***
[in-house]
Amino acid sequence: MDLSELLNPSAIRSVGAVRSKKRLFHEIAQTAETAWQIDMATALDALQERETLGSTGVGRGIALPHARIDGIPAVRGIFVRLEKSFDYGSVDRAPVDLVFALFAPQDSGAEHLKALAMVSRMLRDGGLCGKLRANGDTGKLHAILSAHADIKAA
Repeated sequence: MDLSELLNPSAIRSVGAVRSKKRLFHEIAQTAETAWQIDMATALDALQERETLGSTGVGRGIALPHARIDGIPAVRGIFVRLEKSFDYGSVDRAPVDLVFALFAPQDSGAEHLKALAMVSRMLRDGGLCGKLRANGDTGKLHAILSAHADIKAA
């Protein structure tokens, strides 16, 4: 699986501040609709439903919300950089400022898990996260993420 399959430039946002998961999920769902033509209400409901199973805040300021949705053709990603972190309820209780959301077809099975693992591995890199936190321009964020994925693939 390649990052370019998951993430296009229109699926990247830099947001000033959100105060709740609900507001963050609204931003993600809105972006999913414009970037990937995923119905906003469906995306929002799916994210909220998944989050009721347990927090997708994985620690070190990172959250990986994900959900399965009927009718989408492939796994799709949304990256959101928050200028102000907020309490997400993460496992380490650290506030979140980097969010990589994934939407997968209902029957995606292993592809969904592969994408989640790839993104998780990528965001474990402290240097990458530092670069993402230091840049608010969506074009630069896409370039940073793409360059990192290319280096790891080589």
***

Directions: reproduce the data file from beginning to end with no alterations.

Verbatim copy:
[in-house]
Amino acid sequence: MDLSELLNPSAIRSVGAVRSKKRLFHEIAQTAETAWQIDMATALDALQERETLGSTGVGRGIALPHARIDGIPAVRGIFVRLEKSFDYGSVDRAPVDLVFALFAPQDSGAEHLKALAMVSRMLRDGGLCGKLRANGDTGKLHAILSAHADIKAA
Repeated sequence: MDLSELLNPSAIRSVGAVRSKKRLFHEIAQTAETAWQIDMATALDALQERETLGSTGVGRGIALPHARIDGIPAVRGIFVRLEKSFDYGSVDRAPVDLVFALFAPQDSGAEHLKALAMVSRMLRDGGLCGKLRANGDTGKLHAILSAHADIKAA
């Protein structure tokens, strides 16, 4: 699986501040609709439903919300950089400022898990996260993420 399959430039946002998961999920769902033509209400409901199973805040300021949705053709990603972190309820209780959301077809099975693992591995890199936190321009964020994925693939 390649990052370019998951993430296009229109699926990247830099947001000033959100105060709740609900507001963050609204931003993600809105972006999913414009970037990937995923119905906003469906995306929002799916994210909220998944989050009721347990927090997708994985620690070190990172959250990986994900959900399965009927009718989408492939796994799709949304990256959101928050200028102000907020309490997400993460496992380490650290506030979140980097969010990589994934939407997968209902029957995606292993592809969904592969994408989640790839993104998780990528965001474990402290240097990458530092670069993402230091840049608010969506074009630069896409370039940073793409360059990192290319280096790891080589």